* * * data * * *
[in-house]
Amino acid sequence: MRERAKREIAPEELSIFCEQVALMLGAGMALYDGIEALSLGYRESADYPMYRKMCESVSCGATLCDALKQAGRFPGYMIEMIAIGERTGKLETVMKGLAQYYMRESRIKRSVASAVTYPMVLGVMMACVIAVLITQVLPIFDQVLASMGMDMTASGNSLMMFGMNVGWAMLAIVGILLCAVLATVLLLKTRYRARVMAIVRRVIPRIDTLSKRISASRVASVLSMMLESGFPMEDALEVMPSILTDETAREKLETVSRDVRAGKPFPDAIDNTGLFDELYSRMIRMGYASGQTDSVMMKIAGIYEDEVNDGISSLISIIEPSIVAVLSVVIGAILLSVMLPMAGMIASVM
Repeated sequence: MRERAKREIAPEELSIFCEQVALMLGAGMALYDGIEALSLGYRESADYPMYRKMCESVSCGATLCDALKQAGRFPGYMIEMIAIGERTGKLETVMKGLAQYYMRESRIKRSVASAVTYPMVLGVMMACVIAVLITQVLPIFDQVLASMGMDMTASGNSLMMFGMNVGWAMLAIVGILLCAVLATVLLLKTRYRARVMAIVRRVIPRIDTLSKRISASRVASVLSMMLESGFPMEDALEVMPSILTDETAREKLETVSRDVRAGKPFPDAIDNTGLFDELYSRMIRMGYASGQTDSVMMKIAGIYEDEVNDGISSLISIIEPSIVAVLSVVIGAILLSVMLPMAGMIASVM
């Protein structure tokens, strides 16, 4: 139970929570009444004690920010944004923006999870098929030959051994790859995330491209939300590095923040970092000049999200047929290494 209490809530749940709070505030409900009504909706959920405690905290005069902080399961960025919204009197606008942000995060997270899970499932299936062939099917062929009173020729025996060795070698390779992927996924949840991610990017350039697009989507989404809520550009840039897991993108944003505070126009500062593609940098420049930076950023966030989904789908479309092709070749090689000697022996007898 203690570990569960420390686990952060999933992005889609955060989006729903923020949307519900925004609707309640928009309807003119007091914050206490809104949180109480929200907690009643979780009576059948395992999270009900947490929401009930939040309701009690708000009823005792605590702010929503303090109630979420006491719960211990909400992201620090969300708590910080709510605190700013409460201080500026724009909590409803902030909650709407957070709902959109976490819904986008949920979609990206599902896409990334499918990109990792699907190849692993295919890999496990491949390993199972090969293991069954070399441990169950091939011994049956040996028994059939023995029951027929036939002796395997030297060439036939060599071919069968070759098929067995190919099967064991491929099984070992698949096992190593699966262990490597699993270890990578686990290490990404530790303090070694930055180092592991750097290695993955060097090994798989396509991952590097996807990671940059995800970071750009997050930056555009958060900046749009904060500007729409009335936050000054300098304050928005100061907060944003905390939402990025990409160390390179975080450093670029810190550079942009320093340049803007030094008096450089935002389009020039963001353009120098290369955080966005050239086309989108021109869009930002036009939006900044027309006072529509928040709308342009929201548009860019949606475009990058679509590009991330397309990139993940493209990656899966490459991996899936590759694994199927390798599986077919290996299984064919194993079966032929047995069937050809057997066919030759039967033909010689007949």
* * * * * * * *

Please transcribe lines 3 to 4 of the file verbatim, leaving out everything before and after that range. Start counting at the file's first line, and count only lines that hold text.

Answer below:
Repeated sequence: MRERAKREIAPEELSIFCEQVALMLGAGMALYDGIEALSLGYRESADYPMYRKMCESVSCGATLCDALKQAGRFPGYMIEMIAIGERTGKLETVMKGLAQYYMRESRIKRSVASAVTYPMVLGVMMACVIAVLITQVLPIFDQVLASMGMDMTASGNSLMMFGMNVGWAMLAIVGILLCAVLATVLLLKTRYRARVMAIVRRVIPRIDTLSKRISASRVASVLSMMLESGFPMEDALEVMPSILTDETAREKLETVSRDVRAGKPFPDAIDNTGLFDELYSRMIRMGYASGQTDSVMMKIAGIYEDEVNDGISSLISIIEPSIVAVLSVVIGAILLSVMLPMAGMIASVM
């Protein structure tokens, strides 16, 4: 139970929570009444004690920010944004923006999870098929030959051994790859995330491209939300590095923040970092000049999200047929290494 209490809530749940709070505030409900009504909706959920405690905290005069902080399961960025919204009197606008942000995060997270899970499932299936062939099917062929009173020729025996060795070698390779992927996924949840991610990017350039697009989507989404809520550009840039897991993108944003505070126009500062593609940098420049930076950023966030989904789908479309092709070749090689000697022996007898 203690570990569960420390686990952060999933992005889609955060989006729903923020949307519900925004609707309640928009309807003119007091914050206490809104949180109480929200907690009643979780009576059948395992999270009900947490929401009930939040309701009690708000009823005792605590702010929503303090109630979420006491719960211990909400992201620090969300708590910080709510605190700013409460201080500026724009909590409803902030909650709407957070709902959109976490819904986008949920979609990206599902896409990334499918990109990792699907190849692993295919890999496990491949390993199972090969293991069954070399441990169950091939011994049956040996028994059939023995029951027929036939002796395997030297060439036939060599071919069968070759098929067995190919099967064991491929099984070992698949096992190593699966262990490597699993270890990578686990290490990404530790303090070694930055180092592991750097290695993955060097090994798989396509991952590097996807990671940059995800970071750009997050930056555009958060900046749009904060500007729409009335936050000054300098304050928005100061907060944003905390939402990025990409160390390179975080450093670029810190550079942009320093340049803007030094008096450089935002389009020039963001353009120098290369955080966005050239086309989108021109869009930002036009939006900044027309006072529509928040709308342009929201548009860019949606475009990058679509590009991330397309990139993940493209990656899966490459991996899936590759694994199927390798599986077919290996299984064919194993079966032929047995069937050809057997066919030759039967033909010689007949």